What was once a fringe minority has now become the diet of choice for many Europeans, with ever more people refraining from eating meat by adopting a vegetarian or vegan diet (between 2 and 10 percent of the overall population according to the Meat Atlas, though the European Vegetarian Union estimates it at about 6 percent), while the continent leads the way for meat substitutes with 39 percent of global sales .
Though Europeans continue to be among the largest consumers of meat in the world, the environmental impact of meat and dairy production has EU policy makers changing their tune while consumers have become more conscious of the environmental, ethical and health impact of their diet. Yet, if the EU, citizens and politicians alike, are serious about the environment, they can no longer ignore the very serious facts regarding animal agriculture.
Decline in meat consumption
The 512 million EU citizens account for 6.8 percent of the world’s population, but are responsible for 16 percent of the world’s total meat consumption . The current per capita amount of meat eaten by Europeans stood at 69.3 kg in 2018 but that figure is expected to fall to 68.6 kg in 2030, according to the European Union agricultural outlook for 2018-2030 report , though dairy product consumption will climb.
One of the factors behind this projected decrease is the rise in the EU’s vegetarian population, who abstain from eating meat, and in vegans, who avoid all animal products altogether. Looking at a set of different studies, Europe has seen a significant increase in vegetarians and vegans in recent years indeed.
In 2007, the number of vegetarians in Sweden stood at 270,000 (3 percent of the population), while that figure rose to 10 percent in 2014. A 2009 study found there to be 7.4 million vegetarians in Germany (9 percent of the population), while in 2017 that figure was 9.3 million, equating to over 11 percent of the country’s population.
In a study on Great Britain 3.25 percent of the population above the age of 15 was found to be vegetarians or vegans, while the latter saw a significant rise from 150,000 individuals in 2006 to 540,000 in 2016 (a 72.2 percent increase).
In Italy, something similar is witnessed, with a 2016 study finding 1 percent of the population in 2016 was vegan, while that figure was 1.9 percent just two years later. However, the same study group which found that vegetarians and vegans stood at 10 percent of the population in 2009, saw that figure drop to 7.1 percent in 2018. Poland boasts an 8 percent vegetarian/vegan population , with 87.5 percent of those three million non-meat eaters being vegan.
The projected trend in decreasing meat consumption in Europe is also down to those who reduce their meat consumption, known as ‘flexitarians’, who are keen to make more health and environmentally conscious food choices but without dramatically changing their diet.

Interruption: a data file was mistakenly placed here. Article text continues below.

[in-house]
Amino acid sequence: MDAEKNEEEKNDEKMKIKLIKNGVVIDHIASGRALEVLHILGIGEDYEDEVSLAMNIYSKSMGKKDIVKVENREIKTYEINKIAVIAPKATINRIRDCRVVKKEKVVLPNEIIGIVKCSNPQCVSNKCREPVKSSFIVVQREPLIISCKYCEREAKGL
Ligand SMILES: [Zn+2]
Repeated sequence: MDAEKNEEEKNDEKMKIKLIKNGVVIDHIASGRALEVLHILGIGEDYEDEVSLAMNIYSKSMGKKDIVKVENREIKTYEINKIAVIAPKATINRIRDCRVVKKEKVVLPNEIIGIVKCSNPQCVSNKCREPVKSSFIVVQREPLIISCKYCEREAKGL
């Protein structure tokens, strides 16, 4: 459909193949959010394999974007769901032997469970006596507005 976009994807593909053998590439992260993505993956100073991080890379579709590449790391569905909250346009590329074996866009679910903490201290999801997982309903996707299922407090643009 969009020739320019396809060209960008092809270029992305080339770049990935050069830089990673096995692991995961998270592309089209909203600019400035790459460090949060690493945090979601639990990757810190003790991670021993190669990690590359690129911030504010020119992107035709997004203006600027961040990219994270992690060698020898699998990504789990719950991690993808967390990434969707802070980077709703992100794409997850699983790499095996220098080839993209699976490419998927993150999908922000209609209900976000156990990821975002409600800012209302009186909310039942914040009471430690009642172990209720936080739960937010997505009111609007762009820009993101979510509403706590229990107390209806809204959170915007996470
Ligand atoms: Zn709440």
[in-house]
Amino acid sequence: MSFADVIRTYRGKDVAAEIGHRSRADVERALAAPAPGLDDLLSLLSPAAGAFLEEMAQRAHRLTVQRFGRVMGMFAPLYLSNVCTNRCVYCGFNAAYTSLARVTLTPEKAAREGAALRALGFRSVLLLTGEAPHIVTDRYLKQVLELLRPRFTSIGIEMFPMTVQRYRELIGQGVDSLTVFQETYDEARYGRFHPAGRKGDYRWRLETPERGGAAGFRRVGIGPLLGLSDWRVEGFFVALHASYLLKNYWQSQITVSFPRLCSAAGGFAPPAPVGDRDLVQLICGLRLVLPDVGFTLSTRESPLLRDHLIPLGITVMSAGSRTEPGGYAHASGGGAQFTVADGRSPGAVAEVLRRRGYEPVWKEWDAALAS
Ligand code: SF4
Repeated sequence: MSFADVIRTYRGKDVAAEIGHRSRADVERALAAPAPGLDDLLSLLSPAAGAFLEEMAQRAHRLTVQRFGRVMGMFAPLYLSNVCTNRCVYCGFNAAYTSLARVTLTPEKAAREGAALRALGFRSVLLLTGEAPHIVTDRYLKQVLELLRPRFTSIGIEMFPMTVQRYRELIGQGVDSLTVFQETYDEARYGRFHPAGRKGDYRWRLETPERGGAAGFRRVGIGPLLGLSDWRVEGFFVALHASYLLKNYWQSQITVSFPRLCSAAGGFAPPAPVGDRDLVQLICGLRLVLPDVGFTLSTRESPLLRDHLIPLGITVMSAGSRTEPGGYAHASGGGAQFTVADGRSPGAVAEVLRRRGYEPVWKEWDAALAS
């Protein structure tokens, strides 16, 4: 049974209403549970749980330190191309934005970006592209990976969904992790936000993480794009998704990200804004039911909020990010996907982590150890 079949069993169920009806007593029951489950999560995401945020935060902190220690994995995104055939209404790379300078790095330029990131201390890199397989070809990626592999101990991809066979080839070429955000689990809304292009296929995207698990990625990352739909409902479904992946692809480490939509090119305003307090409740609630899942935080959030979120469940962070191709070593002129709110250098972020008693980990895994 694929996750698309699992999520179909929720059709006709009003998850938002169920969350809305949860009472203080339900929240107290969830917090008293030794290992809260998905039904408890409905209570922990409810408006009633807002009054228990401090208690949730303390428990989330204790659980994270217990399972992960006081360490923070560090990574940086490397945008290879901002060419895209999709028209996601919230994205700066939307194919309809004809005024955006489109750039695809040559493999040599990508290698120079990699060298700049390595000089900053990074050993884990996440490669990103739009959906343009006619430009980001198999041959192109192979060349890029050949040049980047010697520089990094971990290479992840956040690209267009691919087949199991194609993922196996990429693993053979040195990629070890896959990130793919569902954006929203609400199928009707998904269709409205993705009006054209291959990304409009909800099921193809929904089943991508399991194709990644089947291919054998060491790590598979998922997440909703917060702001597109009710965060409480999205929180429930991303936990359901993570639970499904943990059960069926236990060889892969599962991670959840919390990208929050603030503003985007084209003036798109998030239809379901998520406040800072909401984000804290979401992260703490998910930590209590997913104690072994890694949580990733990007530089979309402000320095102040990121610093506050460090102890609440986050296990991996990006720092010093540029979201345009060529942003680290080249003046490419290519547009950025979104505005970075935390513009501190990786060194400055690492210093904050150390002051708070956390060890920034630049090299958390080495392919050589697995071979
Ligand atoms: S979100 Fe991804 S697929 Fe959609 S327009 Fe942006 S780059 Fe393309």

This dietary shift has seen the market adapt to the newfound demand, with meat substitutes’ sales growing by 451 percent in the European market between 2013 and 2017. The products have a predicted global market net worth of just under six billion euros by 2022.
An environmental issue
The serious environmental consequences of animal agriculture are probably among the main reasons for this shift – and this is also one of the most pressing issues that the EU must address in order to meet its environmental targets.
Yet what the EU says and what it does looks contradictory given the recent Greenpeace study , which found that 18-20 percent of the whole EU budget goes to livestock producers or to producers of fodder for animals, begging questions over its environmental commitment.
Animal agriculture, particularly factory farming, is a top contributor to some of the most pressing ecological crises of our time, estimated to be responsible for up to 17 percent of the EU’s human-induced greenhouse gas emissions.
The average EU citizen has a food footprint of 1070 kg of CO2-equivalent per year when emissions from production, land use change and international transportation are taken into account. A 2014 research estimated that if EU citizens ate 50 percent less meat, dairy products and eggs, this would reduce agriculture greenhouse gas emissions by 25 to 40 percent. This would represent significant progress towards meeting the EU target of cutting greenhouse gas emissions by 40 percent for 2030 and 80-95 percent by 2050.
A central issue is the disproportionate distribution of subsidies in favour of animal agriculture. Should they become more fairly distributed to plant-based cultivators, they would encourage more sustainable farming overall and producers’ profits would not be affected, while consumers would be eating healthier and more environmentally friendly foods.
Higher taxation on animal food producers, a fairer distribution of subsidies, bold initiatives and better education on nutrition, as well as listening to the MEPs urging the EU to address the problem of unsustainable consumption of animal-based food, would cause a significant shift in Europeans’ food habits and food footprint.
As things stand, there appear to be empty discussions rather than practical solutions but what is certain is that no serious debate on the environment can take place without animal agriculture at the forefront.